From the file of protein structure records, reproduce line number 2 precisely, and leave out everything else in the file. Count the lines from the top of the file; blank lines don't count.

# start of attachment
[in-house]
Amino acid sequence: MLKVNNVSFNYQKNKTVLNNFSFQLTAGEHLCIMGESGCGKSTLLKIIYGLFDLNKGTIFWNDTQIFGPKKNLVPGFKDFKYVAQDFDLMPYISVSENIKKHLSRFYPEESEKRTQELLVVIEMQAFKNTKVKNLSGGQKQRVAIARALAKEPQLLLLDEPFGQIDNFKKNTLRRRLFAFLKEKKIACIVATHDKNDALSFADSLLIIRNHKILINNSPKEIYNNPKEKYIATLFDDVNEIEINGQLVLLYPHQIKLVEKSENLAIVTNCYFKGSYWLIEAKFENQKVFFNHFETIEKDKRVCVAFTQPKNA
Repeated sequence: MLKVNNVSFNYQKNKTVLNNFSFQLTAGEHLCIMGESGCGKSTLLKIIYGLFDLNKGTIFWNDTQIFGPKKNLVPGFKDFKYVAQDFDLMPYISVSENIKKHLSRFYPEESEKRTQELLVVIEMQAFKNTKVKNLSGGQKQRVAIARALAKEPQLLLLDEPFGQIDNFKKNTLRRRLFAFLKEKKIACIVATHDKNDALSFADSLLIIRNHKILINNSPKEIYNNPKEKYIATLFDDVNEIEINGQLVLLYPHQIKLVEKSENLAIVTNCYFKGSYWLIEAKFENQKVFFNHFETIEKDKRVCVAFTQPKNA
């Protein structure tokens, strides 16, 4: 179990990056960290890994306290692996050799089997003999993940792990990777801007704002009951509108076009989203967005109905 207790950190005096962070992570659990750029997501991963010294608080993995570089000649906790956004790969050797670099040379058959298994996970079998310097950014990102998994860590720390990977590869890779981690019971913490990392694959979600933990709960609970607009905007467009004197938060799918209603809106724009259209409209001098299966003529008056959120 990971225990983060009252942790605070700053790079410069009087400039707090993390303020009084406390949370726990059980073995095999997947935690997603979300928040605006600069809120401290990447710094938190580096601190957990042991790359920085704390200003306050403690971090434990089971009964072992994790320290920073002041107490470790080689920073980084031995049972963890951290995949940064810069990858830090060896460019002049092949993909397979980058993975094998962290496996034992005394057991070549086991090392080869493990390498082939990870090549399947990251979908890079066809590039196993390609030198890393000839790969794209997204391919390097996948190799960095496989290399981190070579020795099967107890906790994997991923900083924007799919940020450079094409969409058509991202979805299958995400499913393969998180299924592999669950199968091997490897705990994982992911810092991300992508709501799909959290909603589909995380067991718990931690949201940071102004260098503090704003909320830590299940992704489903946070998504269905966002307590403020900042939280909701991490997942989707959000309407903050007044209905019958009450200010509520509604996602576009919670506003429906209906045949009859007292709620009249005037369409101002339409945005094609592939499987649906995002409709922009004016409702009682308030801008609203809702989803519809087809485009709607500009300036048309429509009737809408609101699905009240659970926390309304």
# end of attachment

Amino acid sequence: MLKVNNVSFNYQKNKTVLNNFSFQLTAGEHLCIMGESGCGKSTLLKIIYGLFDLNKGTIFWNDTQIFGPKKNLVPGFKDFKYVAQDFDLMPYISVSENIKKHLSRFYPEESEKRTQELLVVIEMQAFKNTKVKNLSGGQKQRVAIARALAKEPQLLLLDEPFGQIDNFKKNTLRRRLFAFLKEKKIACIVATHDKNDALSFADSLLIIRNHKILINNSPKEIYNNPKEKYIATLFDDVNEIEINGQLVLLYPHQIKLVEKSENLAIVTNCYFKGSYWLIEAKFENQKVFFNHFETIEKDKRVCVAFTQPKNA